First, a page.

Virtual love: dating in Uganda during times of COVID

Life before COVID-19 feels like a million years ago. The pandemic has impacted every aspect of our day to day lives – even romance. Before the pandemic came into full force, dating involved catching a movie and dinner and maybe going on to a bar or club to dance and drink the night away.

But now with fresh lockdowns and curfews in place, young Ugandans are seeing their romantic dates and relationships moving increasingly online and long distance. Some couples stayed strong under the new conditions, others have struggled. Innovate Uganda reached out to a few of them to find how they were coping.

For University Student, Muwonge Emmanuel, 23, his relationship with Nansubuga Leilah, 22, has been largely unaffected thanks to social media and his smartphone, through which he communicates with his girlfriend daily.

“Maybe I had more time with her, some time off the busy school schedule. I have learnt more about her childhood, and it was important information I did not know. I have bonded with her more,” he says.

However, it can be trickier to express adequate compassion for X when she needs as it is harder to read and feel her mood through the medium of just voice and text.

“I constantly communicate, I make sure I hear from her on a daily so that no issue gets blown through the roof, that is…we talk about every issue as it comes,” he shared.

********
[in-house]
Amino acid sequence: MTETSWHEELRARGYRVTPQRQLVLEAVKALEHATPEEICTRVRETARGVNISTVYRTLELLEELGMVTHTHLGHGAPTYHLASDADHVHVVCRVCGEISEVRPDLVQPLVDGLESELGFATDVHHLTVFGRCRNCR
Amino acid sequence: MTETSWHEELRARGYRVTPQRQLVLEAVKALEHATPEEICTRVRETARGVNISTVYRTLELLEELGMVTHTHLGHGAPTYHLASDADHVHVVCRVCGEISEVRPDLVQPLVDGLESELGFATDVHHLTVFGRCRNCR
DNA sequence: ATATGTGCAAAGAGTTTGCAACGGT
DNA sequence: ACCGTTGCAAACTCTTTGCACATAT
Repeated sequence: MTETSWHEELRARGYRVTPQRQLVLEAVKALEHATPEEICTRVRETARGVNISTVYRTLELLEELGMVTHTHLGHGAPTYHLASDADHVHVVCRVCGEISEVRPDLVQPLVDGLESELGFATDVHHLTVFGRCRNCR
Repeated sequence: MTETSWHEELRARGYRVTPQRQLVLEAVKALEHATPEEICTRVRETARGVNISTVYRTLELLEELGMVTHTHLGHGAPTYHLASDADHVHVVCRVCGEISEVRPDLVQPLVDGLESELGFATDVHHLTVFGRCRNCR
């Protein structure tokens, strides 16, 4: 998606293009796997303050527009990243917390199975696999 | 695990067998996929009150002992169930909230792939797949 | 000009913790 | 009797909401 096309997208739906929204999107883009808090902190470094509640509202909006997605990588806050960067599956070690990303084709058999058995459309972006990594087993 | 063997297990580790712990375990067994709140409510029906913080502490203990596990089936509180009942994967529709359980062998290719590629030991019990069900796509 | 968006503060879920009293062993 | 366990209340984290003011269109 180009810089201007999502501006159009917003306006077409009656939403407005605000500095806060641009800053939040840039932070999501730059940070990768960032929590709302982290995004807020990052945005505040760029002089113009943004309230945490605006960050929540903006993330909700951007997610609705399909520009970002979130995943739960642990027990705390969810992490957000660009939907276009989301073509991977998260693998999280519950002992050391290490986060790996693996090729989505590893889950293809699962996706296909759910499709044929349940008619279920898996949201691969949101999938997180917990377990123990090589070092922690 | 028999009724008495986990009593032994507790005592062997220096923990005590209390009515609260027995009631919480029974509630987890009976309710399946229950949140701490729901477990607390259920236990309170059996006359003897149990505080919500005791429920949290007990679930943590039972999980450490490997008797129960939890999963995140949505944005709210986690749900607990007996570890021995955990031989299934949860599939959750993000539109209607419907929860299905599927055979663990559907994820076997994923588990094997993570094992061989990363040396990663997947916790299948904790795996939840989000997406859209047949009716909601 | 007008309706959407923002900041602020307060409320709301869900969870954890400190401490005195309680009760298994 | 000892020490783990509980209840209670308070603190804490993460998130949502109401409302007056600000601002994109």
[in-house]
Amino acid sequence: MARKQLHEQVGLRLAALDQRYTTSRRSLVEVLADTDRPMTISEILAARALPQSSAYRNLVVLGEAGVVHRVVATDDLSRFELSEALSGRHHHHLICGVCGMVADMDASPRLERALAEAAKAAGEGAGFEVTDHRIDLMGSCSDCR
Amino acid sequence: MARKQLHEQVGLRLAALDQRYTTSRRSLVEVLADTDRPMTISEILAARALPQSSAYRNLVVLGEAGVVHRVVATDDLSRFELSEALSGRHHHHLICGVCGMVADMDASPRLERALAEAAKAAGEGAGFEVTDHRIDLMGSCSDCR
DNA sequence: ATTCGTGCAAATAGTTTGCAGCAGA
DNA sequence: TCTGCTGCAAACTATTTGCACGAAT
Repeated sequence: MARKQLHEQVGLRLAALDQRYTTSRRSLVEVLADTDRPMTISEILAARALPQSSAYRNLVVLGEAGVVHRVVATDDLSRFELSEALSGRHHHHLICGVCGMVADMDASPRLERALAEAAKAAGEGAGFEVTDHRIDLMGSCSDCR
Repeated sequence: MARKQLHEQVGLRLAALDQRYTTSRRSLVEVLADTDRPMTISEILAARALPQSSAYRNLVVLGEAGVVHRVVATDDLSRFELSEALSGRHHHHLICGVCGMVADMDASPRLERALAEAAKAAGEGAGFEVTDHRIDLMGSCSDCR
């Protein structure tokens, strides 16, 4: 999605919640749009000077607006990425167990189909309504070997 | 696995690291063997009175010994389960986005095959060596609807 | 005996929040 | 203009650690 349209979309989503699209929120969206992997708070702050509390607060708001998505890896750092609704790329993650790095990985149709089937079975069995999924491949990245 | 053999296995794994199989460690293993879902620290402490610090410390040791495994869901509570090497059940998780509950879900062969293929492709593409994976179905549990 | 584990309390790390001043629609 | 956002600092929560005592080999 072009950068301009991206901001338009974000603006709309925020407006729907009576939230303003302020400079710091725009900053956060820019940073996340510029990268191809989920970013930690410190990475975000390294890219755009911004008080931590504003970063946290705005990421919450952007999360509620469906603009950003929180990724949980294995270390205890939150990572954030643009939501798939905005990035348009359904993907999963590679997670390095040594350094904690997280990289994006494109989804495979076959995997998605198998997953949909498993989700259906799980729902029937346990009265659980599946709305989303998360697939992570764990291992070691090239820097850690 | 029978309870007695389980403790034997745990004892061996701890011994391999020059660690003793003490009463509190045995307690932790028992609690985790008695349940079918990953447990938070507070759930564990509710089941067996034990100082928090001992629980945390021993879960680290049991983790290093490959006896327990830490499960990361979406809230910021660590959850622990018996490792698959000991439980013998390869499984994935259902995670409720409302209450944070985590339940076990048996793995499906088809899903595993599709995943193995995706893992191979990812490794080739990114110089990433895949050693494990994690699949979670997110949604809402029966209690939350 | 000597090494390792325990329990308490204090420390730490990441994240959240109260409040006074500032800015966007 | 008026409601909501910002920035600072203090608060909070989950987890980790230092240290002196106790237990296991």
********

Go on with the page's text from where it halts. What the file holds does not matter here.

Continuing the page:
For Andrew Mugwanya 26, his relationship with Bella Aguti 24, has faced some challenges to be overcome, owing to the difference in his and his girlfriend’s schedules.

“It is about compromising, you bend some of your rules so that it fits within the needs of the two of you. Agree at a certain time to communicate, say evening, early in the morning or deep in the night,” he added.

On other hand, Joan, who spoke to us under a pseudonym, has no kind words about  the COVID-19 pandemic, claiming it has ruined her relationship.

“Before lockdown, we could meet every weekend unlike now due to transport issues and yet the more times you meet, the more you get to know each other in terms of character,” she says.

She adds that she misses what she called good moments she always had when with her boyfriend which have now turned into memories.

“To us with strict parents, it is now too hard for us to lie so that we can leave home unlike before lockdown at least we could lie that we are going to town yet we are going to visit our loved ones. To hell with the lockdown!”

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